When Is It Okay To Fail?

Maggie Sheehy
07.25.17
When Is It Okay To Fail?
Maggie Sheehy
07.25.17

Growing up, I was always good at all things athletic. I played soccer & basketball through high school and softball into middle school (and intramural in college). I love to watch sports, and on any given night you can find me either watching basketball, baseball, or soccer. I’m also an avid runner (training for my first marathon!). When Vector did kickball last year, I was able to hold my own. When we signed up for volleyball I thought, “Oh, volleyball will be so easy!” Turns out, I was very wrong.

Volleyball is so different from any sport I’ve ever played. What looks easy on the surface is actually very technical and requires a lot of skill. I’ve struggled tremendously trying to get up to speed here. I’ve also struggled to admit that I am really bad at it.

Last week was our third week of games. The first two weeks were a painful mess full of lack of communication and very unevenly matched games. We weren’t listening when people would call the ball, and we weren’t trusting of everyone on our team. This time, though, we hit our stride.

Though we didn’t win any game, we stayed close to our opponent and scored over 20 points for the first time all season. On the court, we were communicating and listening to each other and the games were actually fun. We were able to string together a few nice sets and started to trust everyone around us.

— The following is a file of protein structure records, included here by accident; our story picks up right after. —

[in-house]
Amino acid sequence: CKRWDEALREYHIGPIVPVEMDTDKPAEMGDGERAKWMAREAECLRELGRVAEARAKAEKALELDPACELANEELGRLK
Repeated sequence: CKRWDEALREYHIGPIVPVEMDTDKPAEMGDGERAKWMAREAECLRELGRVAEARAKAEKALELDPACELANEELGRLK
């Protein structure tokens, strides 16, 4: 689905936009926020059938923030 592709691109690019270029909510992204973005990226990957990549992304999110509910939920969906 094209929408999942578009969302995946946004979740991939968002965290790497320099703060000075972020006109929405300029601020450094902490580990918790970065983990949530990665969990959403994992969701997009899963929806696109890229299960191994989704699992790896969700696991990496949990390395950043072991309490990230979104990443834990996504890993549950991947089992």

As we get deeper into the season, it’s interesting to see how everyone’s role in the office translates to the volleyball court. One of our project managers, Matt Brown, played volleyball in college -- so he is in his element here. Everyone has been leaning on him to keep the team afloat – he positions us all on the court, he’s gone through the rules, and he leads the substitutions. He is essentially our volleyball project manager, assigning tasks to us. Even though I’m sure it’s frustrating to deal with a team without his experience, he’s handled it with aplomb and takes it all in stride.

Another employee whose on-court work is similar to his office performance is Rene Merino. Rene is skilled in many development areas, both front end and back end. On the court he’s very flexible in every position and great at communicating -- something that’s been apparent in the office (in our year end peer reviews, almost everyone talks about how great his communication skills are).

Though we are struggling, it’s worthwhile to do outside activities like this as we find that they really do have a positive impact on our office culture and the ability to work together. The most important thing in a company is good communication; this is especially important in a company with multiple departments. As Vector completes more and more cross-departmental projects, it’s easy to see why we really need to focus on making sure we are communicating with each other. An increase in trust and communication can only make our projects run smoother.

Volleyball has taught us all that it’s okay to fail, as long as you learn from it and improve as a result. We’re learning new skills through our failings. It’s hard to admit that you are bad at something, but when you have a great team (and really, everyone on the team is GREAT) you can lean on and work with, it’s easy to show up every week to support the team.

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